Japan Society announced today an additional eight grants totaling $1.6 million from its Japan Earthquake Relief Fund (JERF). This latest announcement brings total allocations from the $12.5 million fund to $7.2 million distributed to 19 organizations representing 25 projects that directly serve people affected by the Great East Japan Earthquake on March 11, 2011.
“As we approach the one-year anniversary of the devastating earthquake and tsunami that struck Japan, we are pleased with the swift allocations and immediate use of the funds for people in need,” said Motoatsu Sakurai, President of Japan Society. “Over half of the money we’ve received has now been allocated. Moving forward, we will continue to look for opportunities to fund effective projects, including those that serve rebuilding and economic recovery in the region.”
The latest round of allocations supports six new grantees and two previous grantees. Projects range from orphan care, evacuee services and healthcare for people still living in temporary housing, to education workshops throughout Tohoku, promoting creative arts from the region, building a community center, and summer camps for children in Fukushima, which continues to cope with its nuclear crisis.
The organizations receiving grants are:
Ashinaga, which provides educational and emotional support to Japanese children who have lost one or both parents for any reason for the past 40 years, will use JERF funds for a range of programs that provide needed emotional support for children from Tohoku.
Association for the Corporate Support for the Arts conducts research, surveys and seminars to build partnerships between business and the arts. Their grant will support the “Hundred Festivals Revival Fund” to revitalize local festivals and folk entertainment in Tohoku, which play a vital role in bringing communities together and preserving local cultural heritage.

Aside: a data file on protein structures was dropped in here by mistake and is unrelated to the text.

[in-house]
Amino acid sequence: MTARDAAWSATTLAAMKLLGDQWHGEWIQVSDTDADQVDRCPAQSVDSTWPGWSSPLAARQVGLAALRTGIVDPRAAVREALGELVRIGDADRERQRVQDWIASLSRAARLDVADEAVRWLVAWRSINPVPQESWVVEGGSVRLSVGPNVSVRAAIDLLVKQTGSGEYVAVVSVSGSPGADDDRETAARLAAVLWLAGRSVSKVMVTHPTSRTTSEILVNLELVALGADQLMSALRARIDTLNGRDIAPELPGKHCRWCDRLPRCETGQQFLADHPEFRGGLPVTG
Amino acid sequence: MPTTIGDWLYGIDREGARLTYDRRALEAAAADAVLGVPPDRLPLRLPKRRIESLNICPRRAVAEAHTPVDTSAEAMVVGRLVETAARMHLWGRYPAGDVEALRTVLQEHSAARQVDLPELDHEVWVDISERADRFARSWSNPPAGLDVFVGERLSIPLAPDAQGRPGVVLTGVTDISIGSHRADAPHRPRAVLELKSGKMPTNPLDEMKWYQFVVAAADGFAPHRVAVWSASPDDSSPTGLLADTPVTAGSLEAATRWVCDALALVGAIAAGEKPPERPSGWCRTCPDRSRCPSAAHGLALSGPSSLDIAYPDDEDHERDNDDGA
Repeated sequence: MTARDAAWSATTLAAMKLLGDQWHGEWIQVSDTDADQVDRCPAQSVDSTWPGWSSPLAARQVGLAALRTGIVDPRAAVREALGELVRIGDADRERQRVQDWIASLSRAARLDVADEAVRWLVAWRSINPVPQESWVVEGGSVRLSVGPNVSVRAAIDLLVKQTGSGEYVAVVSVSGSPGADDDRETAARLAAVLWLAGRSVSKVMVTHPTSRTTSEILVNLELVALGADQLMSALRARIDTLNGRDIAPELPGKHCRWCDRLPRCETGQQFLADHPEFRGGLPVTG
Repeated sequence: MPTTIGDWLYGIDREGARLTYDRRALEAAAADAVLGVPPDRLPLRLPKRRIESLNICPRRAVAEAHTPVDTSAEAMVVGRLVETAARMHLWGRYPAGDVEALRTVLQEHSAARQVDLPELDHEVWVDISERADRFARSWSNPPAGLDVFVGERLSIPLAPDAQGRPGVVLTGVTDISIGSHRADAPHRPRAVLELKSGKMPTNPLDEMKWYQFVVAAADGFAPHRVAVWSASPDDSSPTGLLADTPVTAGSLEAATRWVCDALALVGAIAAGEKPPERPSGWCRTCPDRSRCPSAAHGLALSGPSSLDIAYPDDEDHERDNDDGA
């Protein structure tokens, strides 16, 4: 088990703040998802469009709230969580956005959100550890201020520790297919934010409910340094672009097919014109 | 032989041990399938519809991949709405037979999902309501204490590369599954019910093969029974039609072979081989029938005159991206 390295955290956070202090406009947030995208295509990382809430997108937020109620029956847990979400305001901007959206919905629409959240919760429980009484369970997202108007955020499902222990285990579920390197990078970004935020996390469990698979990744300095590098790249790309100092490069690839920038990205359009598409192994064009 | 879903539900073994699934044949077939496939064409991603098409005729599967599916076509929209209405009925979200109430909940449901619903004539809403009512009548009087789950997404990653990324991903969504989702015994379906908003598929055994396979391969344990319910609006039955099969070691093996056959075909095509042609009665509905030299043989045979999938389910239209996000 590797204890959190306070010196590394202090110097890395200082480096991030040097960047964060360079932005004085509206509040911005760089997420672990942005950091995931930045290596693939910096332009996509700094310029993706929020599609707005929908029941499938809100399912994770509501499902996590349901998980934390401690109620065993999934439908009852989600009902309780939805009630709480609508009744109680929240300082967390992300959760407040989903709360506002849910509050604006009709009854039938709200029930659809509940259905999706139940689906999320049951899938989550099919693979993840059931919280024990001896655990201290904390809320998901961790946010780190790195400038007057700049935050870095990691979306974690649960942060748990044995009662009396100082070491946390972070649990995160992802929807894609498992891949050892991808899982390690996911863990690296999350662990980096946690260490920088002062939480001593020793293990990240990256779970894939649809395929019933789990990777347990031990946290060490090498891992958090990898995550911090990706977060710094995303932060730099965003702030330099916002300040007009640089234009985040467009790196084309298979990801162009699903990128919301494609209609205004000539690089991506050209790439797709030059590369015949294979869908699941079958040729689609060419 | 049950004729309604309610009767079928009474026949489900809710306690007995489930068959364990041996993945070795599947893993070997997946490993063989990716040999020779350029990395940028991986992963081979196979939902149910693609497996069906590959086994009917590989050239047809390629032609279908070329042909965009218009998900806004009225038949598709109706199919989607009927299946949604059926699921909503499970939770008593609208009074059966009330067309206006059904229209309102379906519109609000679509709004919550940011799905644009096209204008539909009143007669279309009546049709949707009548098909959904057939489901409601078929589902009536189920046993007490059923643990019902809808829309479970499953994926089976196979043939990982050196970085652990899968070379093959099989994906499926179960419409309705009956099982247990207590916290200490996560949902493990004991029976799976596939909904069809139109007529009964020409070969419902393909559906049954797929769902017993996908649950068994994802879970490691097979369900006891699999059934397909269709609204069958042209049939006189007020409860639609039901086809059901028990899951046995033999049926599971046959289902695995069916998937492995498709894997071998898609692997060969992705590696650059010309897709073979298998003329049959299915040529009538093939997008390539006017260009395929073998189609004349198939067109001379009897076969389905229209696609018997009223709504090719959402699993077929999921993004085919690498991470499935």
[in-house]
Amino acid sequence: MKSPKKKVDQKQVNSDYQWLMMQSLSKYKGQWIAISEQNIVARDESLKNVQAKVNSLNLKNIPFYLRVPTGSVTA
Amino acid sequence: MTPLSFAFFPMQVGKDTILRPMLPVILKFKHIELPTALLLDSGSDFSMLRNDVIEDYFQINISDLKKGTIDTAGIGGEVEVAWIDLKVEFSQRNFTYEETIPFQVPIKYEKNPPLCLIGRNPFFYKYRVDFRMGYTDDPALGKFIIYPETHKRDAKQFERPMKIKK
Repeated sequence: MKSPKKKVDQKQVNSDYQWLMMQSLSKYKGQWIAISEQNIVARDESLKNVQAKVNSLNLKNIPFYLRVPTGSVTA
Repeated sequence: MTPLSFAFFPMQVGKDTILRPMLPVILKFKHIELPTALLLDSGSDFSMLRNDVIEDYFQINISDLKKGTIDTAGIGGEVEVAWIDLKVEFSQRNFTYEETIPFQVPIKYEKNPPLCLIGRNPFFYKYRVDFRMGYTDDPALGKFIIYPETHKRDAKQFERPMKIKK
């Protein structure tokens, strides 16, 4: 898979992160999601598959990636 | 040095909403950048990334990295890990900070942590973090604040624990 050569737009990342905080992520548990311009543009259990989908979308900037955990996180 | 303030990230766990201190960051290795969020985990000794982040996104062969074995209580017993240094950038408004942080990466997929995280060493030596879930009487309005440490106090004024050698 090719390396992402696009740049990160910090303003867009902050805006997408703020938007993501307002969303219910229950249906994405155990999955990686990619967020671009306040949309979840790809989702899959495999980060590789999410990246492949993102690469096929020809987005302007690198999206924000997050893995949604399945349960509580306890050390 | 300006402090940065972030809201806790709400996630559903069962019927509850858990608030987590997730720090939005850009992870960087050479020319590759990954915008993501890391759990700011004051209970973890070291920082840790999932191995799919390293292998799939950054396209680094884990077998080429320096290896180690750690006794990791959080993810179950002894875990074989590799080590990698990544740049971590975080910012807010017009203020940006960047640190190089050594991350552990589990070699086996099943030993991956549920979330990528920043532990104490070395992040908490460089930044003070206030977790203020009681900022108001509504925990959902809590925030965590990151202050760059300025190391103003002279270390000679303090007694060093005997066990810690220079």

Japan Civil Network for Disaster Relief in East Japan (JCN), a network of 600 organizations that provide support to survivors of the 3-11 earthquake and tsunamis, will support evacuees from the Tohoku region, many of whom find themselves isolated, by aiding information sharing and networking among the approximately 200 organizations helping former Tohoku residents scattered from Hokkaido to Okinawa.
NPO Jibunmirai Club partners with Young Americans, an American nonprofit group, to bring Japanese and American youth together through popular musical workshops that instill respect, self-esteem, teamwork and the discovery of one’s potential. Using their grant, and in partnership with local Japanese boards of education, workshops in Tohoku will reach over 3,000 students in 20 schools.
Studio for Cultural Exchange was founded to promote cultural exchange activities between Japan and the U.S. Their Voices from Japan: Despair and Hope from Disaster is its first collaborative project and includes traditional Japanese tanka poetry written by survivors of the earthquake and tsunami. Their JERF grant will help share the project in the U.S. and beyond.
Tumugiya is a newly established organization based in Ishinomaki, Miyagi Prefecture, that works to provide economic, social and community support in Tohoku. Their grant will support building “Oshika House” on the Oshika Peninsula, which will serve as a base for community organizations and enterprises in the village.
Two organizations received their second grants from the Japan Earthquake Relief Fund:
The Japan Primary Care Association continues the Primary Care for All Team (PCAT) project to undertake medical relief work in the region. The new grant supports PCAT teams—multidisciplinary healthcare teams headed by doctors—who provide medical care in temporary housing and to those in need in their homes.